Just down the block from where Pastor Douglas Price decorates his house for the holidays is a home that's seen much better days.
"It needs to be torn down," Price says about the home. "There's no question about it." </p><p><strong>Pastor Price putting up lights on his home, down the street from a home Lorain just approved for demolition.
It's one of the nine properties the Lorain Demolition Board just added to a long, and growing, list of buildings that are falling apart.
Safety Service Director Dan Given says it's all because of a renewed effort from the mayor.
</p><p><strong>Broken windows let passersby peer into the abandoned home that has been "deemed unsafe" to enter.
"We're aggressively going after the decrepit housing stock that we have in our community," said Given.
In the last six months, city inspectors have identified more than 350 properties that they'll eventually have to deal with. They target 10-15 a month, starting the long process of notifying owners, documenting violations, and taking the proper steps to knock the house down.
</p><p><strong>The signs the appear on homes that Lorain has already slated for demolition.
"We are going to be this aggressive or more aggressive going forward," said Given.
To get a building demolished, Given says it takes a lot more manpower than they've had before, and $10,000-$15,000 per house to knock it down.
</p><p><strong>A newly-added home seems to have a collapsed entryway to the front door.
Federal funding has helped the city hire additional staff it needs to process the paperwork and reports, but the money to knock the properties down is more tricky.
"When you have hundreds of properties that aren't owned by the city of Lorain and you're asking government to solve the problem, there's no way that those funds are available," said Given.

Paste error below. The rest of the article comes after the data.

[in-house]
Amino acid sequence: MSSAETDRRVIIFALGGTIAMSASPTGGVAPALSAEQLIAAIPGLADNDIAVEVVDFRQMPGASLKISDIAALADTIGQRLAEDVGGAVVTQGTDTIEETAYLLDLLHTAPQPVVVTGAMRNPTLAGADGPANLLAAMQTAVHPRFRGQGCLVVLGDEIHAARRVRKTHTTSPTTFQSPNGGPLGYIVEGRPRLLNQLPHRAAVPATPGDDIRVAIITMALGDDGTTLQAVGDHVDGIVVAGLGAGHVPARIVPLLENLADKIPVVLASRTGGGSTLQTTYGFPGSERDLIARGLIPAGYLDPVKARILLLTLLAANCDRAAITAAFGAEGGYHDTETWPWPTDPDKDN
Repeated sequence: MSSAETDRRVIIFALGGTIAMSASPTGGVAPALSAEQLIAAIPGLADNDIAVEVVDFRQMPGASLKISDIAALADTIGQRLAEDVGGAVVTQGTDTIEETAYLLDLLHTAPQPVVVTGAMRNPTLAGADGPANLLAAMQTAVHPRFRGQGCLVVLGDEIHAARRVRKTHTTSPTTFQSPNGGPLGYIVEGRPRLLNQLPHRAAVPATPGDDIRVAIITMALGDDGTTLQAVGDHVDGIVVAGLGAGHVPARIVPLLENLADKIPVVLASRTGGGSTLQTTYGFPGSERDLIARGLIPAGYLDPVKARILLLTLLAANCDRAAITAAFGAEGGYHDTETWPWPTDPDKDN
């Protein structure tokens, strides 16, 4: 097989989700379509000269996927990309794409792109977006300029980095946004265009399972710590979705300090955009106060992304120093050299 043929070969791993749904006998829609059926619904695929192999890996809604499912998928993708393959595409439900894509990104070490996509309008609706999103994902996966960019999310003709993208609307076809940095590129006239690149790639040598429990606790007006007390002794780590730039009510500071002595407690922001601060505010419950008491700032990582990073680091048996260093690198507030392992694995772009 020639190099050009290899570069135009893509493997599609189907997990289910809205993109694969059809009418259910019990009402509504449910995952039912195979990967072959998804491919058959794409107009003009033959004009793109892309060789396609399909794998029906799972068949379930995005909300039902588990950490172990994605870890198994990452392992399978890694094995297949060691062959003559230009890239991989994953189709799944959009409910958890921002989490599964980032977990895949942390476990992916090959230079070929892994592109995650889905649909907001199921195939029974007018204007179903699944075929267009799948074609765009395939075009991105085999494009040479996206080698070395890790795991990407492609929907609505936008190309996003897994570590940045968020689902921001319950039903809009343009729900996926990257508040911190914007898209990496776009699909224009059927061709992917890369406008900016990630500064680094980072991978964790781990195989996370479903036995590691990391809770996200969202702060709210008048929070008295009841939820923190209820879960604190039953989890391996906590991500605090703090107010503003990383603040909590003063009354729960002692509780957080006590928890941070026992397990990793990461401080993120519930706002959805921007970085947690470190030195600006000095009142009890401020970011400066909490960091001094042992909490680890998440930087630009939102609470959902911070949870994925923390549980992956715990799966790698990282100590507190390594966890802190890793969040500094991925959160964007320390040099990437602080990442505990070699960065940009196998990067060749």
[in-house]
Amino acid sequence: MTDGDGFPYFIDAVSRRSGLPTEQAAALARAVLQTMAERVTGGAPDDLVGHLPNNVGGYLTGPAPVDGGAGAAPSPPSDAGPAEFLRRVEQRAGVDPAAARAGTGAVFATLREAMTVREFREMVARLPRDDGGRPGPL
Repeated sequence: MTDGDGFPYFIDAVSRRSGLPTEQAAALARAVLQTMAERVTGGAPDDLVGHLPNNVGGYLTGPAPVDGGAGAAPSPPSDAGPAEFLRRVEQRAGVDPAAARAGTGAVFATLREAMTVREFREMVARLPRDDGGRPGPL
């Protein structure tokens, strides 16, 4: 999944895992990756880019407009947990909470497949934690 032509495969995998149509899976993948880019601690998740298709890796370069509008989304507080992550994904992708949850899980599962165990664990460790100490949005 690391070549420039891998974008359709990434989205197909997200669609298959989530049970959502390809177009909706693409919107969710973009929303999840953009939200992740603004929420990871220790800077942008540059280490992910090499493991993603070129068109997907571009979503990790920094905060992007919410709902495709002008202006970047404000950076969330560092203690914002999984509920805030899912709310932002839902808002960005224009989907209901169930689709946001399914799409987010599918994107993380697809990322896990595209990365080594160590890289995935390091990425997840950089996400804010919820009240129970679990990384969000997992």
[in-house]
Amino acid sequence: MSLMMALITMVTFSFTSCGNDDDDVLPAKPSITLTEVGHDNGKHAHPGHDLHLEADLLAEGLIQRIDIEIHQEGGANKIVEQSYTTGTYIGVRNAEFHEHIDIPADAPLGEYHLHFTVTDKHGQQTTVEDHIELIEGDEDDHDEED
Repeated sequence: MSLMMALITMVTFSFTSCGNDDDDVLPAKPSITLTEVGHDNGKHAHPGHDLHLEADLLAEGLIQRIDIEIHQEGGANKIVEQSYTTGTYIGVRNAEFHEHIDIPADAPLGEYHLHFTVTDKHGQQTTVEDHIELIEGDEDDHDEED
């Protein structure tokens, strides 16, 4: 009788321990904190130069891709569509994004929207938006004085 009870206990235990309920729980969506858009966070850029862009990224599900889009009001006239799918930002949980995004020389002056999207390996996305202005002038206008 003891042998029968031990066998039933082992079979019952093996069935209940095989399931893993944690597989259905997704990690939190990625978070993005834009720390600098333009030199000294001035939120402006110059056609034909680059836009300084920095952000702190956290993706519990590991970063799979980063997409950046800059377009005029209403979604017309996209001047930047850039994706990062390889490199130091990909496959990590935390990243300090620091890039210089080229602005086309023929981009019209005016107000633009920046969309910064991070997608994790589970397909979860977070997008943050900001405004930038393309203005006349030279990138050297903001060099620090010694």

</p><p>An open plot of land shows where a home has already been town down.
That means a lot of the properties stay standing until money comes along. The Lorain County Landbank is helping demolish some homes and the city is holding banks accountable when they foreclose on a property. Given says the banks now have to put up a $10,000 bond, which has already help cover some of the demolition cost of a property that was never fixed up.
</p><p><strong>A screen door and beer bottle lay on the porch of one home slated to be torn down.
"I think that's a great thing because Lorain is still a great city," said Price.
When the demolition crew finally comes for the abandoned home on his block, Pastor Price says it's a chance for a new start.
</p><p>The door is wide open outside this home recently added to the city's list for demolition. Neighbors say they've seen people around this house many times, unsure what they're doing there.
"There are people that are interested in living in this neighborhood," said Price. "It's not the best but it's not the worst, that's for sure."
</p><p><strong>Pastor Price puts up lights next to the sign for the church he runs right next door.
Given says he'll be asking for $100,000 to $200,000 out of the next city budget to cover demolition costs.